The economics of Snowy 2.0
As an independent corporation operating in a highly competitive market, Snowy Hydro decided to pursue Snowy 2.0 as a commercial investment to grow our business. These pages set out a high level summary of the business case for Snowy 2.0 and the future NEM conditions and context in which Snowy 2.0 will operate.
Snowy 2.0 will provide reliable, dispatchable energy generation (2,000MW) and large-scale energy storage (175 hours or 350,000 MWh) and builds on Snowy Hydro’s existing capabilities.
Independent economic modelling undertaken by Marsden Jacob Associates (MJA) confirms that the products Snowy Hydro sells in today’s energy market will be in even greater demand in the future, as we transition to a lower-emissions economy.
The market Snowy 2.0 will operate in is one with a higher penetration of intermittent renewables and progressively retiring thermal generation. Snowy Hydro has modelled Snowy 2.0 for the energy market we’ll face in the mid-2020s onwards, not in today’s NEM which is a mistake that many commentators have made in considering the economics for this project.
MJA and Snowy Hydro’s modelling suggests that the capacity of Snowy 2.0 alone will not be enough to meet the NEM’s demands in the future. From the early 2030s, we expect to need further expansions of the Snowy Scheme (Snowy 3.0 and 4.0) to keep up with the rapidly changing NEM and the increased requirements for large-scale storage and dispatchable generation.
Overview of Snowy 2.0's business case
The dispatch-weighted price projections calculated by MJA and on which the Snowy 2.0 feasibility study is based, demonstrate that Snowy 2.0 is not based on a future scenario that is improbable or one in which Snowy Hydro is the only beneficiary.
On the contrary, Snowy 2.0 will limit peak prices and the the risk of extreme price volatility. The risk-management revenue that Snowy 2.0 earns from this (called "capacity revenue") is roughly 40% of the total projected revenue.
Similarly, the economics of Snowy 2.0 do not rely on crowding out our competitors or making other power producers uneconomic. Quite the opposite: Snowy 2.0 will buy energy from the new renewable plants when this energy is surplus to the market's requirements, store it as water (potential energy) in the upper storage and release it when electricity demand is high.
The water storage not only turns intermittent wind and solar energy into "firm", reliable electricity but also protects the NEM from wind and solar droughts - phenomena that are irrelevant in today's NEM but will be difficult to manage (without large-scale energy storage, such as Snowy 2.0) in the future.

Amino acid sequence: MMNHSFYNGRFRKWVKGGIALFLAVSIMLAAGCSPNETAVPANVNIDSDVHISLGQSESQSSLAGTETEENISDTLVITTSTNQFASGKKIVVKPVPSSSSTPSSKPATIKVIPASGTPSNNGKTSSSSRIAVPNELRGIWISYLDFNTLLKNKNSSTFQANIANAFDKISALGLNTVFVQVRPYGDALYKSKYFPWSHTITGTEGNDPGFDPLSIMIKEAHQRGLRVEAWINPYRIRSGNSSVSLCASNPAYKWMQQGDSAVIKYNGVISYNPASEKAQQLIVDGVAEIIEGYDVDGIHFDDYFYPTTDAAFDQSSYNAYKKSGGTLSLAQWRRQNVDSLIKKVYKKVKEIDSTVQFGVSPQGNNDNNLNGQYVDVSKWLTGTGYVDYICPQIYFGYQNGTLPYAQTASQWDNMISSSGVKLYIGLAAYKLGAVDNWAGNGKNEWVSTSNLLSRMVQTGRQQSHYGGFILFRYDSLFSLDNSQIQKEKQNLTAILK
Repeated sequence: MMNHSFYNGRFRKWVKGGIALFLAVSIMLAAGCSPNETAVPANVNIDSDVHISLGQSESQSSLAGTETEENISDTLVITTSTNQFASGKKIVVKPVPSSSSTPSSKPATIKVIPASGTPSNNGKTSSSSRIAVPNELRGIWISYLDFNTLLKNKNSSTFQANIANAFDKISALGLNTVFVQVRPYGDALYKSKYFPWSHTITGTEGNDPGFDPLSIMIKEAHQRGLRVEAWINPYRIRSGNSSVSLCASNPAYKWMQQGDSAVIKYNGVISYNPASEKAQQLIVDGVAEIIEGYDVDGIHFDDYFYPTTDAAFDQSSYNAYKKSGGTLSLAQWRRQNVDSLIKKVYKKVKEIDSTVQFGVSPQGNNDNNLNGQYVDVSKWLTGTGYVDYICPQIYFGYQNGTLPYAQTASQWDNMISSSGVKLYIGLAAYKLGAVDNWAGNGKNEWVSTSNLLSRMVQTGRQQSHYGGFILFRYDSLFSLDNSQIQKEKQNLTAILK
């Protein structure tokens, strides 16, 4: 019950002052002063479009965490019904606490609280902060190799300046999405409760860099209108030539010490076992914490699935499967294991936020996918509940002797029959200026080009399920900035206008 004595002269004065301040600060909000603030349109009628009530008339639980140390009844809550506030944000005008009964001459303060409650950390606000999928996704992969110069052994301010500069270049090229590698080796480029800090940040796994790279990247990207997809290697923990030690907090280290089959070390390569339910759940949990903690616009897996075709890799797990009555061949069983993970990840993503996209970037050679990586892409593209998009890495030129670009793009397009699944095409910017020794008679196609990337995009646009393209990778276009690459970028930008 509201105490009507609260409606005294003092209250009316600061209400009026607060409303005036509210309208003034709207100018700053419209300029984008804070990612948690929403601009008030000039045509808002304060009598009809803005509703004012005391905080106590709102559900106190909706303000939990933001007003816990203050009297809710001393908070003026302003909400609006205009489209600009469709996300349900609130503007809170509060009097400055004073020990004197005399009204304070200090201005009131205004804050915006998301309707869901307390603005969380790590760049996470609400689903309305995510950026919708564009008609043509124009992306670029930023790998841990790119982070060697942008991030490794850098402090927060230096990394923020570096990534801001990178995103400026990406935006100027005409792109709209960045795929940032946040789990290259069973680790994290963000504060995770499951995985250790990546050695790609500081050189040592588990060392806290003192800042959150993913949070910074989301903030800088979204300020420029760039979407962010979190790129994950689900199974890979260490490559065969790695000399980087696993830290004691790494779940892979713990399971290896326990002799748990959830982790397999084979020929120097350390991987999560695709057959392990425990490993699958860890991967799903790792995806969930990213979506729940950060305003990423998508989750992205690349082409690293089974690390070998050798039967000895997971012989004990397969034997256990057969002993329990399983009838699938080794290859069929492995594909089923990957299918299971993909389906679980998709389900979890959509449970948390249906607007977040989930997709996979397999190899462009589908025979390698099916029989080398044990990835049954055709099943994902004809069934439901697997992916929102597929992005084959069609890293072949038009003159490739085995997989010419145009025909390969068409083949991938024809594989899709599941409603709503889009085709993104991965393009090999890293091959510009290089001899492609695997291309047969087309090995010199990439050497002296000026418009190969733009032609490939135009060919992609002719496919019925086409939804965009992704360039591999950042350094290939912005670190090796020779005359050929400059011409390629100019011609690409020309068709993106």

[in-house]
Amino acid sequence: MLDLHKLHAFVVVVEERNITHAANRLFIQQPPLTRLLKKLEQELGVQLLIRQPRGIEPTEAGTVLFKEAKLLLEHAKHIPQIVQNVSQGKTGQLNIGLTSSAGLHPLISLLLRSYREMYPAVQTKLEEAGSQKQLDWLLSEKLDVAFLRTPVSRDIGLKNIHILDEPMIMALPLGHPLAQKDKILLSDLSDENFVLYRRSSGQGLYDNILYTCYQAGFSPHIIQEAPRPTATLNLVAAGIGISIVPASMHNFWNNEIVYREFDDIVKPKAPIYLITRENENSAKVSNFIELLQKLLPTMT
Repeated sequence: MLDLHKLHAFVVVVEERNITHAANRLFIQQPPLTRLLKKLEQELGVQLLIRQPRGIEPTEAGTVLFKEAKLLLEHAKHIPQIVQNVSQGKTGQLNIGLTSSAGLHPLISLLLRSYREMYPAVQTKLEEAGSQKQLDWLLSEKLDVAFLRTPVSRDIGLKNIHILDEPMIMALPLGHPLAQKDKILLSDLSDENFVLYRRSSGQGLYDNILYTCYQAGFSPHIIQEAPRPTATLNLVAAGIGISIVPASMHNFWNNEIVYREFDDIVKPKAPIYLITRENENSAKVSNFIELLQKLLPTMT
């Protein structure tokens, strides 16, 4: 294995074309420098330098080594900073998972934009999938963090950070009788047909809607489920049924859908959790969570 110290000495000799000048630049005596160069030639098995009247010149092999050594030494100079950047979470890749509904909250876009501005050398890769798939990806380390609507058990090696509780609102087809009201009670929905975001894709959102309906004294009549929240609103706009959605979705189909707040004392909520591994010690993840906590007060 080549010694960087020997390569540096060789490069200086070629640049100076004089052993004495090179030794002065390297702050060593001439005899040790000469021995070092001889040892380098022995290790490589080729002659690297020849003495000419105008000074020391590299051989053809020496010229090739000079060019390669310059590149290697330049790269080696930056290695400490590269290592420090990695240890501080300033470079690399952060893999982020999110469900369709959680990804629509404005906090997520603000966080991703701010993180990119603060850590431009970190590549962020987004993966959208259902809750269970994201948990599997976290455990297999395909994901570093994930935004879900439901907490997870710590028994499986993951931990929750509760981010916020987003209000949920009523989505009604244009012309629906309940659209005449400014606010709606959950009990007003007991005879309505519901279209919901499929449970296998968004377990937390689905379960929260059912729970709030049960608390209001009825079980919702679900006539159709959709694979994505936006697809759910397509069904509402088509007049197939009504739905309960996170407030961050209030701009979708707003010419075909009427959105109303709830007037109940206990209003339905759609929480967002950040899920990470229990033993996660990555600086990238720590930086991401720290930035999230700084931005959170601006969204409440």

This "firming" capability, added to the revenue earned by pumping, storing and generating, accounts for another 40% of total projected revenue.
The last 20% of the project's value is provided by ancillary services, grid support and other minor sources that complement the technologies (batteries, open cycle gas plants and renewables) that Snowy Hydro expects to step into the gap left by the retiring coal-fired plants.
Snowy 2.0 is a commercial investment decision by Snowy Hydro
Despite having government shareholders (and from July 2018, to be wholly owned by the Commonwealth Government) Snowy Hydro operates like any other independent commercial entity competing in an open and fiercely competitive market. We are a company incorporated under the Corporatisation Act 2001 (Cth) with an independent Board of Directors.
We are pursuing Snowy 2.0 because we expect the project to meet our stringent investment hurdles. The internal rate of return for the project has been modelled at more than 8%, which is strong for this type of project.
This project was based on the original Snowy Scheme design in the 1960s, but it was not constructed at that time because there was no business case for it due to cheap thermal generation. Fast forward to today and the NEM is changing, with coal-fired generation retiring and more intermittent and variable renewable energy sources coming online, with significant impacts on system stability and reliability.
Snowy 2.0 will underpin the stability and security of the NEM:
- It uses very cheap, large sources of existing energy storage. The levelised cost of storage for Snowy 2.0 is $25-35 megawatt hours (compared with batteries at $195-254 MWh).
- It is centrally located, between the major load centres of Sydney and Melbourne.
- Longevity, Snowy 2.0 will be a 100 year-plus asset while batteries typically need to be replaced every 10 years.
Without Snowy 2.0, the most likely scenario is that a combination of batteries paired with gas and diesel plants would be built to meet the market’s needs. This would cost at least twice as much as the Snowy 2.0 project.
New renewables will be cheaper than new coal generation
Regardless of views on climate policy or the future energy mix, what’s clear is that the cost of building wind and solar (even with a price premium added for ‘firming’ capacity) is cheaper than new coal generation. In the lead up to a final investment decision Snowy Hydro is modelling the new entrant price of a range of generation sources.
Our current modelling shows the new entrant price of new generation (this is the levelised cost of energy) to be the following.
- Wind (including a price premium for firming) is approx $70 - $80 MWh
- Solar (with a price premium for firming) is approx $77 - $99 per MWh
- new HELE coal is approx $78 - $120 MWh depending on capacity factor
- Gas, assuming sufficient quantities can be sourced on existing infrastructure is approx $100 - $125 MWh
Note: Snowy 2.0 does not have a LCOE. It’s a storage project (not new generation). Use levelised cost of storage (against other storage options) for comparison.